Tag Archives: wings

Wings Optional

27 Apr

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I’m a hugger. I like to give and get hugs from people. I understand that some people have personal space issues, but if you’re a hugger too, bring it on. I’m also a waver. I grew up in a pretty small town in Western Massachusetts and we waved to each other—as we drove by in cars, rode on our bikes, went for walks, etc. It’s such a small, trivial thing but it makes a difference. People talk about random acts of kindness. We don’t have to make grand gestures – start with waving at your neighbor. I drive around, or go on my morning walks, and I wave at neighbors and people who pass by. Quite often, they look at me like I have two heads, squint and try to figure out who I am, and if they don’t know they keep on going.   Do they really think I’m some sort of friendly, waving serial killer? Is it that hard to put your hand up, make a gentle wrist motion and acknowledge someone? Thank you to everyone who waves back!! And just let me know if you want a hug…

You may have seen the video featuring US Navy Admiral William McRaven who says “If you want to change the world, start off by making your bed.”  https://www.youtube.com/watch?v=3sK3wJAxGfs.   Take a minute to watch it—it’s so worth it. After you make your bed, I add to that wave to your neighbor. I’m not even pushing the hug thing. Admiral McRaven talks about the power of hope. He also says in the speech, “if you want to change the world, measure a person by the size of their heart not by the size of their flippers.” I haven’t been able to measure the size of the hearts of some of the people in my life these days because they are simply too big. These are the people who go way beyond waving and hugging. They give me hope. These are the people who I look at and expect to see wings. They are my angels. I hope that they know who they are. Here are just a few angels I’m sending waves and hugs out to today:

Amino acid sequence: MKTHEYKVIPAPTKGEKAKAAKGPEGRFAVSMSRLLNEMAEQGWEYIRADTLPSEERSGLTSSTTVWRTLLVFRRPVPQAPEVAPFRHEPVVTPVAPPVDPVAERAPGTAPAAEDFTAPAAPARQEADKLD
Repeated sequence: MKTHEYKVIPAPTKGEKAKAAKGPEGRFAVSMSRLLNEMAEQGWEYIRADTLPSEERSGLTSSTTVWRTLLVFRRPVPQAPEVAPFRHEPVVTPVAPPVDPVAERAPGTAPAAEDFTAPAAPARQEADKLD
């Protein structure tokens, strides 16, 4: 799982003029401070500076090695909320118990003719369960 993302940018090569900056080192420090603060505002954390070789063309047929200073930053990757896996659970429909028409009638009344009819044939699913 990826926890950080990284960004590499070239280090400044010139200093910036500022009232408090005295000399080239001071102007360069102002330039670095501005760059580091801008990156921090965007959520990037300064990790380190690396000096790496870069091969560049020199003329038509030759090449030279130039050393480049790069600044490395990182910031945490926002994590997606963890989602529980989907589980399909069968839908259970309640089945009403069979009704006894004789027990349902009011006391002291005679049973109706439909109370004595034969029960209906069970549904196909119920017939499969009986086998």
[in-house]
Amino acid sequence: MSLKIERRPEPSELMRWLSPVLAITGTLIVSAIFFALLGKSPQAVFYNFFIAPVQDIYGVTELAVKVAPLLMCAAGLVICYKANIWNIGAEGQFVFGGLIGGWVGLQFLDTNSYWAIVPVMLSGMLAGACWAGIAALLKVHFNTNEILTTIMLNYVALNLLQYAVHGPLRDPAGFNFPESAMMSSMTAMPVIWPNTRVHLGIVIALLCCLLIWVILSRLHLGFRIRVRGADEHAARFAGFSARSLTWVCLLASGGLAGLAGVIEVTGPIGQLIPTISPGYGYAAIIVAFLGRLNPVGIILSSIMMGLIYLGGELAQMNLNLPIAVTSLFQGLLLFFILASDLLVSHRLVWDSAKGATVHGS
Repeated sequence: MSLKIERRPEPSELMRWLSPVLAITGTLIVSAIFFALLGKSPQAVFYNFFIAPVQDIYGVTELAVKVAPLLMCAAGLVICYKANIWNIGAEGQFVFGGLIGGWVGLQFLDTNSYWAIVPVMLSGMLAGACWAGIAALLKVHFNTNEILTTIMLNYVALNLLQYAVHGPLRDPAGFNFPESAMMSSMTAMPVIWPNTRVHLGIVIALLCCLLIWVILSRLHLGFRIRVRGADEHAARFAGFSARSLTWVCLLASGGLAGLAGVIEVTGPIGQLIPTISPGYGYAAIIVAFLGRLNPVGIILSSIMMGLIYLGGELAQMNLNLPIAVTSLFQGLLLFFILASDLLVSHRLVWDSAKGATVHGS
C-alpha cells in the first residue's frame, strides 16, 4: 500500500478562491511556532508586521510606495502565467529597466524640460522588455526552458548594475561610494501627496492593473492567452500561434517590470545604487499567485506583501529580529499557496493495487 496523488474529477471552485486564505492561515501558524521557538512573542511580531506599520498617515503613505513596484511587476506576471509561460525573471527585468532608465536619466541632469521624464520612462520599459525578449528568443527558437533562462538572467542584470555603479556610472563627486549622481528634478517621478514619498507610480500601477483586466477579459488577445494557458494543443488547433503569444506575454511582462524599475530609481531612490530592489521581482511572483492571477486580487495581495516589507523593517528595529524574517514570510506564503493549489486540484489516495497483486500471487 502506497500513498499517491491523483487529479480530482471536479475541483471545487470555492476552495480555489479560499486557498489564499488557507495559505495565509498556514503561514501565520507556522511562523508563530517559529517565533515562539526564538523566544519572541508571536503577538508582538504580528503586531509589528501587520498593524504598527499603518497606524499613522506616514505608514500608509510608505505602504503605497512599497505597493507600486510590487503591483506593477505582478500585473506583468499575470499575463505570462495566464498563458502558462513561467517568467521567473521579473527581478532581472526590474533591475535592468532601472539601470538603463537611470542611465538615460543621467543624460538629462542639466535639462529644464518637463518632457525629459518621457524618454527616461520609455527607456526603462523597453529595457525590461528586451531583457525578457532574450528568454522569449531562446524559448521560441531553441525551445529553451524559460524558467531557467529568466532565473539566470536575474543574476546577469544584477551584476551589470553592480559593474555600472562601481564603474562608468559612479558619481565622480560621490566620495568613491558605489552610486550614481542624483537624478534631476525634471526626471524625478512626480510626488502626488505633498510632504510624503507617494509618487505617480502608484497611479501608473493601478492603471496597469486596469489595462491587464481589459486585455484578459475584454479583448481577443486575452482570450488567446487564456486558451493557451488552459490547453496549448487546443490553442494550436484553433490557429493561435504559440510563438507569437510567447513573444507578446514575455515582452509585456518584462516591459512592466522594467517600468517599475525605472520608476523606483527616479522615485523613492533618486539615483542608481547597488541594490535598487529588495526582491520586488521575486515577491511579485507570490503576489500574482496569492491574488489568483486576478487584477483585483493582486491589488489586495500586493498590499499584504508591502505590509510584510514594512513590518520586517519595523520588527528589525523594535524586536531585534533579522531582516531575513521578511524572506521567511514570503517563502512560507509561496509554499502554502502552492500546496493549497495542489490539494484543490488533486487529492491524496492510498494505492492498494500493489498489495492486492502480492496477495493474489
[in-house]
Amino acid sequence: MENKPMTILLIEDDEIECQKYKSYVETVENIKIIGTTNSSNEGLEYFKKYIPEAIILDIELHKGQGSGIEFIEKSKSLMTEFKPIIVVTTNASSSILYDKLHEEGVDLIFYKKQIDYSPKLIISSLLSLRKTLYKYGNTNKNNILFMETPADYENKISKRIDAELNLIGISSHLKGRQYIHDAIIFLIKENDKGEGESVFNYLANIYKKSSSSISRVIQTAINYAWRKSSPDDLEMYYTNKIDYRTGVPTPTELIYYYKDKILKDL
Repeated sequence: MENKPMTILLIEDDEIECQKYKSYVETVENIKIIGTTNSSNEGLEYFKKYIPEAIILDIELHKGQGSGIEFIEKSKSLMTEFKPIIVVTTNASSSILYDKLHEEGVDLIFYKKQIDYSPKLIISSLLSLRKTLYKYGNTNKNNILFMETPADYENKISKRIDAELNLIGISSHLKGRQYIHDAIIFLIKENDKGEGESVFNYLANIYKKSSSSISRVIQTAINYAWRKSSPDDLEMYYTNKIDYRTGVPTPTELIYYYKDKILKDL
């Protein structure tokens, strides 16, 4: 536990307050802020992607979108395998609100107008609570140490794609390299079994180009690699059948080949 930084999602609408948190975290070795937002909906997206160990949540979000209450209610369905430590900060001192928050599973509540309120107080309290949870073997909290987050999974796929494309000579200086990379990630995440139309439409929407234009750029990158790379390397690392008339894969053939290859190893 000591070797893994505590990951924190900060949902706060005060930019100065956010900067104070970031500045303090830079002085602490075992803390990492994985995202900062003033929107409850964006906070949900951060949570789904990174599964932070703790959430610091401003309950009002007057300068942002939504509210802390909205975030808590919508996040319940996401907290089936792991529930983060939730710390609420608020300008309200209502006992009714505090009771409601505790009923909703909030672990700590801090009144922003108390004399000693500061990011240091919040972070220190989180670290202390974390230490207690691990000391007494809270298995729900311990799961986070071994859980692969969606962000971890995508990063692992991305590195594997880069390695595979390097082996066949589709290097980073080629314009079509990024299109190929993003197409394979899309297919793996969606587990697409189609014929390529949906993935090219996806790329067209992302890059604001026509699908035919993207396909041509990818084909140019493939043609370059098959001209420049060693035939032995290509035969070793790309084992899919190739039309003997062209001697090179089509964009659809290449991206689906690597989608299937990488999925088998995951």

To the woman who summoned up the courage to talk to me through her tears yesterday when I was having coffee and she overheard us talking about the foundation I run that helps women with breast cancer. You’re in my prayers.

To the foundation patients I work with who take the time out of their own battles and struggles to send me a note of thanks and tell me that I made a difference in their life. You inspire me.

To the people who reach out with a text or call just to say hi and check on me. And, of course, to the one person who hasn’t missed a single day in 2160 days of sending me my morning ray of sunshine. I’m beyond grateful to you for your unwavering, unconditional love and friendship.

To the man who came up to me at a meeting last week and told me that he read my book… and that it saved his life. Stay strong my friend.

To the reader in FL who sent me a tweet to tell me that he was going to be celebrating his first St. Patrick’s Day sober and as the designated driver thanks in part to me sharing my journey. Keep going, one day at a time.